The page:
Season two stretched and butchered Margaret Atwood’s original concept, running out of novel after season one. Very little happened, June went on an endless loop of escape-and-capture, and the patriarchal horrors that once shocked with relevance became purposeless. Season three is the only opportunity for redemption. No pressure, then.
Elisabeth Moss continues her soul-crushing performance
Thankfully, Miller has bucked up some of his ideas – heading into a new direction and abandoning long expired and empty storylines. In a controversial move from our Handmaid heroine June (Elisabeth Moss), she gives her baby to Emily (Alexis Bledel) to take over to Canada. June remains in Gilead to save her other daughter Hannah.
The rebellion promised in the trailers doesn’t rise in the first episode but, after June is helped by the enigmatic Commander Joseph (Bradley Whitford), the glint of defiance is clear.
Season three heads in a different, more accessible direction – unlike the obvious and desperate scrabble to pave a new story for season two. Elisabeth Moss’s performance continues to rip souls apart, with more absorbing material to work with. Her dialogue scenes are necessary, not tedious, wielding genuine heart and horror.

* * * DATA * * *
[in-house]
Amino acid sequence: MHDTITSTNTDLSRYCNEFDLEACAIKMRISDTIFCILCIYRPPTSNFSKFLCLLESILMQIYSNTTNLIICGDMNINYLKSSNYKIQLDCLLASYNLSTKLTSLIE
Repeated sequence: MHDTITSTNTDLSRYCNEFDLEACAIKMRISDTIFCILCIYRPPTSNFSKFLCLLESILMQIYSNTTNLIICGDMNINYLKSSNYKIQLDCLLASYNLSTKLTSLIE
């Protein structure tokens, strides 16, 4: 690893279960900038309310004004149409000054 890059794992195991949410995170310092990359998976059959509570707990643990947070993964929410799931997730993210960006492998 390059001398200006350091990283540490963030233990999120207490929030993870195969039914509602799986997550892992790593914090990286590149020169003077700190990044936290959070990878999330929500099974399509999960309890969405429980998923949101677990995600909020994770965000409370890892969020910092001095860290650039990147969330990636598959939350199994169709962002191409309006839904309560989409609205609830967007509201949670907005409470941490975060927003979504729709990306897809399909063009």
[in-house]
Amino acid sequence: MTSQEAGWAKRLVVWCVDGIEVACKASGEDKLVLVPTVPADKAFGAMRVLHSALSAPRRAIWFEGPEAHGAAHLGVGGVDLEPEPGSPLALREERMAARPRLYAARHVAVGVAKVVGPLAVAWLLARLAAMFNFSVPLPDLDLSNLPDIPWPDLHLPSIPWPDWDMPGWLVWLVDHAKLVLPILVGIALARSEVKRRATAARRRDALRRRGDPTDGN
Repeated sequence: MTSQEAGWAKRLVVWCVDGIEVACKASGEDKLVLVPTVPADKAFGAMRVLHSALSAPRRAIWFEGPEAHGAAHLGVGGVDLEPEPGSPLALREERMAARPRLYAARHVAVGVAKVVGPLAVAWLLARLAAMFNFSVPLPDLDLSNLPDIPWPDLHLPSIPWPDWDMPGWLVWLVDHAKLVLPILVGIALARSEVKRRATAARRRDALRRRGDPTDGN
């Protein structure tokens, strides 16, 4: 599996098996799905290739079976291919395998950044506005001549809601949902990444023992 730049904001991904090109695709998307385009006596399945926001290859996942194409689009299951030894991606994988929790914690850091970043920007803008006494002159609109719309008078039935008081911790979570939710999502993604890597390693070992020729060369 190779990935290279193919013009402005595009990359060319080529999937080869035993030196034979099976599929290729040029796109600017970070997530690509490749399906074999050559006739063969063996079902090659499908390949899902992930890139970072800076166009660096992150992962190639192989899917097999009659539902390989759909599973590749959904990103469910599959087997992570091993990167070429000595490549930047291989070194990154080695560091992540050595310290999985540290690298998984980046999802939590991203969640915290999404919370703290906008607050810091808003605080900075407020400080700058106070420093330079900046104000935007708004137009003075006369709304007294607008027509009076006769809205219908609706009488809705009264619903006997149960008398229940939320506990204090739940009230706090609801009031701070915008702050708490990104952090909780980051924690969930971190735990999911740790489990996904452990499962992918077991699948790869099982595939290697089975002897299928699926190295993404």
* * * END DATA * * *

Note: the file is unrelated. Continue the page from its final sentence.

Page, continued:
There’s also a clear retraction from violence, which has been heavily criticised in previous seasons. In one scene, the camera deliberately moves back during a punishment – showing the results instead of the torture.
However, Gilead’s lenience is still endlessly confusing. It’s hard to tell what’s reprehensible and what’s brushed aside as a minor infraction. This affects the stakes and the fear factor. What can the citizens say or do? What's worth an execution or an amputation? Why is Nick still trusted after holding his Commander at gunpoint?
But Bruce Miller cleverly pushes the nightmare couple Fred (Joseph Fiennes) and Serena (Yvonne Strahovski) into a crooked corner: both could be implicated in June's actions. They need to help each other, which, hopefully, will continue to unravel through the series. However, their horrific actions in season two can't absolve them. It’ll be interesting to see if Miller tries to make them likeable.
Episode one is a deliberate attempt to remove itself from season two, like it’s embarrassed by the past. It succeeds (only just) and the story attracts some appeal to continue – though there’s still a lot to make up for. Miller's saved a drowning series, but could potentially return it to dull waters.
The Handmaid's Tale season 3 airs Sundays at 9pm on Channel 4
|The Handmaid's Tale season 3 review, Channel 4
09 Jun 19 – 09 Jun 20, 9:00 PM – 10:00 PM